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States of Justice
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Book description

This book theorizes the ways in which states that are presumed to be weaker in the international system use the International Criminal Court (ICC) to advance their security and political interests. Ultimately, it contends that African states have managed to instrumentally and strategically use the international justice system to their advantage, a theoretical framework that challenges the “justice cascade” argument. The empirical work of this study focuses on four major themes around the intersection of power, states' interests, and the global governance of atrocity crimes: firstly, the strategic use of self-referrals to the ICC; secondly, complementarity between national and the international justice system; thirdly, the limits of state cooperation with international courts; and finally the use of international courts in domestic political conflicts. This book is valuable to students, scholars, and researchers who are interested in international relations, international criminal justice, peace and conflict studies, human rights, and African politics.

Reviews

'States of Justice offers us a fresh and compelling analysis of the ICC through questions that call on us to think about how state actors that are variously positioned deploy mechanisms and strategies to leverage their interests. It does not just focus on the ICC and its relationship with African states, but also explores alternate spaces of engagement that are key to understanding not only law, but the place of politics in an unequal world. States of Justice is a tremendous contribution to the field - a must read!”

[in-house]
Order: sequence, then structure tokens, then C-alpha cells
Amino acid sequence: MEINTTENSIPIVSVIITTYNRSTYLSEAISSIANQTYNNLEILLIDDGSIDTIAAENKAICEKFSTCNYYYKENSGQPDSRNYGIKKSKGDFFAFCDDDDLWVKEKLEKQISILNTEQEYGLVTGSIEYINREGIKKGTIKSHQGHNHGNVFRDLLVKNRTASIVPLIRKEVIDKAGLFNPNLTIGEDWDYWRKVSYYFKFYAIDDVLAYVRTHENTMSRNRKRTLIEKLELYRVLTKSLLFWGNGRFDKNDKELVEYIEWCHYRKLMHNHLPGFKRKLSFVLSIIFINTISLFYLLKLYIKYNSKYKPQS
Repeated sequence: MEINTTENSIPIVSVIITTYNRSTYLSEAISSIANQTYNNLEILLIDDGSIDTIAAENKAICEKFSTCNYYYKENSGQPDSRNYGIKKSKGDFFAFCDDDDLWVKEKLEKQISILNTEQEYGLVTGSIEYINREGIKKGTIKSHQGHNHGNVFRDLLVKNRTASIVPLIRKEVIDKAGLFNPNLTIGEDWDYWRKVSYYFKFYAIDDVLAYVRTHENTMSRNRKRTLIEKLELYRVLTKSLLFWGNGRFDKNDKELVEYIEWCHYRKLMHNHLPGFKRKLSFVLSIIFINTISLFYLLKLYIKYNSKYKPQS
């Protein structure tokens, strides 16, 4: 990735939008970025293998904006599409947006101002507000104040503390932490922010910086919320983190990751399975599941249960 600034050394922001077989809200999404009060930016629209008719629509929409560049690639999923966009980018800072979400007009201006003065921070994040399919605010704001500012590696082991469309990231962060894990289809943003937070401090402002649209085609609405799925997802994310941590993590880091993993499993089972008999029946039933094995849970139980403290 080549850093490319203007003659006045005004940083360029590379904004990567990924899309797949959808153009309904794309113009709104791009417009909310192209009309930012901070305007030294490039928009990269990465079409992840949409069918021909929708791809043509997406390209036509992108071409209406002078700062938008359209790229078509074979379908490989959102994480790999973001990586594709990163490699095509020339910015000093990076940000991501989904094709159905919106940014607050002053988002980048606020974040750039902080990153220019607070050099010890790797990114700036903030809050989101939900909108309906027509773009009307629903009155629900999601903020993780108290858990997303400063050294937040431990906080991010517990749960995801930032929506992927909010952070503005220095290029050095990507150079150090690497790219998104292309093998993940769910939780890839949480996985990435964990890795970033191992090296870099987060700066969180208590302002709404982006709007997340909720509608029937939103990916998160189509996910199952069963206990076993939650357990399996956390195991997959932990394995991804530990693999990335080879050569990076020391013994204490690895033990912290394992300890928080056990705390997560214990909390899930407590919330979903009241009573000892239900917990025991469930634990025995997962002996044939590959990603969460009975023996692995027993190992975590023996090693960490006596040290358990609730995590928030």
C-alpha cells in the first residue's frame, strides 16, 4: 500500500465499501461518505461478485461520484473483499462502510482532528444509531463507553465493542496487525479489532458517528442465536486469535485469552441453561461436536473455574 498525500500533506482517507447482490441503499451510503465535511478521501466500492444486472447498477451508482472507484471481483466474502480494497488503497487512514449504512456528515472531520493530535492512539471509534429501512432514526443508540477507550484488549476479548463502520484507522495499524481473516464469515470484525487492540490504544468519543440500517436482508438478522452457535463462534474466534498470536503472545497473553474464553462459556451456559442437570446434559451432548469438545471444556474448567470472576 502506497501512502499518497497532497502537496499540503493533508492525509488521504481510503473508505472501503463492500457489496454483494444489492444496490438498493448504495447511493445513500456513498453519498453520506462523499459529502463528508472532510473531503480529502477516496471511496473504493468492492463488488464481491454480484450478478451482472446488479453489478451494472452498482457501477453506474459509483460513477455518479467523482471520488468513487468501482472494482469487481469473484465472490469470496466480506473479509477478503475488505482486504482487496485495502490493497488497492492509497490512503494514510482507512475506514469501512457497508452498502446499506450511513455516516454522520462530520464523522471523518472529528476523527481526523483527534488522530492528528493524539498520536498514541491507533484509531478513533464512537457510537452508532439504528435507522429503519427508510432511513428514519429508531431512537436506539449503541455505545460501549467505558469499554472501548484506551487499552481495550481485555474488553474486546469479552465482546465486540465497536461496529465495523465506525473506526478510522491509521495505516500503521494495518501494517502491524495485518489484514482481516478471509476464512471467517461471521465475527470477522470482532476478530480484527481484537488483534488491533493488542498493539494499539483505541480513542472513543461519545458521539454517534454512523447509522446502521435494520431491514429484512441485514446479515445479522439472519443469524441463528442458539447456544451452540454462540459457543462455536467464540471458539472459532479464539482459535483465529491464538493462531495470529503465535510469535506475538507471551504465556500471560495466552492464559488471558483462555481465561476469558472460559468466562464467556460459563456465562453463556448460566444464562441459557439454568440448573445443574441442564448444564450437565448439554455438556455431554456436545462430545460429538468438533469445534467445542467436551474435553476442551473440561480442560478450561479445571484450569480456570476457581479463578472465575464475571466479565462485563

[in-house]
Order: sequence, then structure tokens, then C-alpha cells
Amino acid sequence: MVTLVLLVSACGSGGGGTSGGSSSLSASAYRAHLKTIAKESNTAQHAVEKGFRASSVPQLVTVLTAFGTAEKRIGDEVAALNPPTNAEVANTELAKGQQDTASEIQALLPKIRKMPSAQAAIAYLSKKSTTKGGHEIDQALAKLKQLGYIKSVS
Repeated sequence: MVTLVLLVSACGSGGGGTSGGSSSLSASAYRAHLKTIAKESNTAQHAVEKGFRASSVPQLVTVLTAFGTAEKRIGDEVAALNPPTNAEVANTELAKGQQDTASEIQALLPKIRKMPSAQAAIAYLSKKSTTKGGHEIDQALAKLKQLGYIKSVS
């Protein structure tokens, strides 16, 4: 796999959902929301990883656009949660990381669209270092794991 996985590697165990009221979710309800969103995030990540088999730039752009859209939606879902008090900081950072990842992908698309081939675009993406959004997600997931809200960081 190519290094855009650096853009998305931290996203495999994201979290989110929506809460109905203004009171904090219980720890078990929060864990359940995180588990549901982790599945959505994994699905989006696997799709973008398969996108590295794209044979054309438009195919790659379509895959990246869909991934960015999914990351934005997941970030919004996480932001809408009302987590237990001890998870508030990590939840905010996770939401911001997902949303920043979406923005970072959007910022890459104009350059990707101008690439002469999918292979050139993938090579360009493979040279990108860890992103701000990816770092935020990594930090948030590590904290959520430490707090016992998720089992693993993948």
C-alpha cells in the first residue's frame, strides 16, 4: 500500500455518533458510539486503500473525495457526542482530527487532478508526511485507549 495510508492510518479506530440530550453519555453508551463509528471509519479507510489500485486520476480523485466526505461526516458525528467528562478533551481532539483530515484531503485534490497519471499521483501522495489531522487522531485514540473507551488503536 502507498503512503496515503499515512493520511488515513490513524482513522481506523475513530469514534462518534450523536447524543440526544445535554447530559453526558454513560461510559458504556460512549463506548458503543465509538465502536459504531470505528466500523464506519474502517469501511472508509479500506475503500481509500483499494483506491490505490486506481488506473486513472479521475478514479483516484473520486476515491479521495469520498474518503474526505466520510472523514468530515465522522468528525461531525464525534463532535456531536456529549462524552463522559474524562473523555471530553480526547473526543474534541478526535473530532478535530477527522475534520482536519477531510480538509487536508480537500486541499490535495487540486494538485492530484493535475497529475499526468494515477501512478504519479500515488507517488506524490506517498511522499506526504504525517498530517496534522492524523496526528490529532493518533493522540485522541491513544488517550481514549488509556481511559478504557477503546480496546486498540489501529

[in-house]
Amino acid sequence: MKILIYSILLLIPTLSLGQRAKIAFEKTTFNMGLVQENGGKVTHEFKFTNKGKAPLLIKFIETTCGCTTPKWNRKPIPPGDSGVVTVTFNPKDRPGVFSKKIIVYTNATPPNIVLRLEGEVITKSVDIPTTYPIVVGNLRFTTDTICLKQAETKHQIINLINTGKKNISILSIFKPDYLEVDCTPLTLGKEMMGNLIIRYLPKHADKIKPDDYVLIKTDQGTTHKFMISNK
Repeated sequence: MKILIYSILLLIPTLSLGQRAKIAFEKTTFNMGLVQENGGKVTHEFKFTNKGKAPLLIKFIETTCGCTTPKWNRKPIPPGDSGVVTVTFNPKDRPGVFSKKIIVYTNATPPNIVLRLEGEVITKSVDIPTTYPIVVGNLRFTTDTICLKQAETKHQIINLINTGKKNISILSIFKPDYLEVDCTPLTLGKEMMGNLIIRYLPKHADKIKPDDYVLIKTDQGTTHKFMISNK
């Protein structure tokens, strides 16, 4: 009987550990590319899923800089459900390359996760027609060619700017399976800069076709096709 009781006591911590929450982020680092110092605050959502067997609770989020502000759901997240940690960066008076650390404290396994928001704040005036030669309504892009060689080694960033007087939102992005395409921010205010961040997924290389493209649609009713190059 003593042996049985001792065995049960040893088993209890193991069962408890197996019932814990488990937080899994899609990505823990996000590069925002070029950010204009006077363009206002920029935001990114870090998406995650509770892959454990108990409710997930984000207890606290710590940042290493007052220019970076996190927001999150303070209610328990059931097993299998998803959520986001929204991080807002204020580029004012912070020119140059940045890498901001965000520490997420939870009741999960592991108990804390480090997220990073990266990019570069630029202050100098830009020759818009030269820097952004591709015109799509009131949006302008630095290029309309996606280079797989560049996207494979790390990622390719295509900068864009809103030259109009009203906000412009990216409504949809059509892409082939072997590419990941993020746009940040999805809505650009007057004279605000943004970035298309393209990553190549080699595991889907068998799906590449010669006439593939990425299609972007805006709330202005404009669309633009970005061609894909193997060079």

Kamari Clarke - University of California, Los Angeles

'Oumar Ba persuasively addresses the legitimacy gap that the ICC faces today, which is threatening to undermine international justice. Ba masterfully moves the debate with abundant facts and persuasive arguments. The book should be a requirement for novices and the initiates alike who wish to advance ‘international justice'. I strongly recommend it too for courses on humanitarian law.'

Siba N'Zatioula Grovogui - Cornell University, New York

'The International Criminal Court cannot escape the unruly effects of power politics. In fact, it depends on state cooperation and must find ways of navigating the forces of state competition and power maximization. But if we are to confront this reality, we also need to rigorously engage the strategies of its states parties bent on using the court to gain pollical advantage. Oumar Ba’s important new book argues powerfully for such engagement in the context of African politics. Its systematic analysis of African state parties’ strategies toward the ICC is a rich and insightful study of the shifting political dynamics of these states’ cooperation with the ICC. With its theoretical and empirical rigor, it shows just how important it is to probe the complex politics of the less powerful, authoritarian African states.'

Steven C. Roach - University of South Florida

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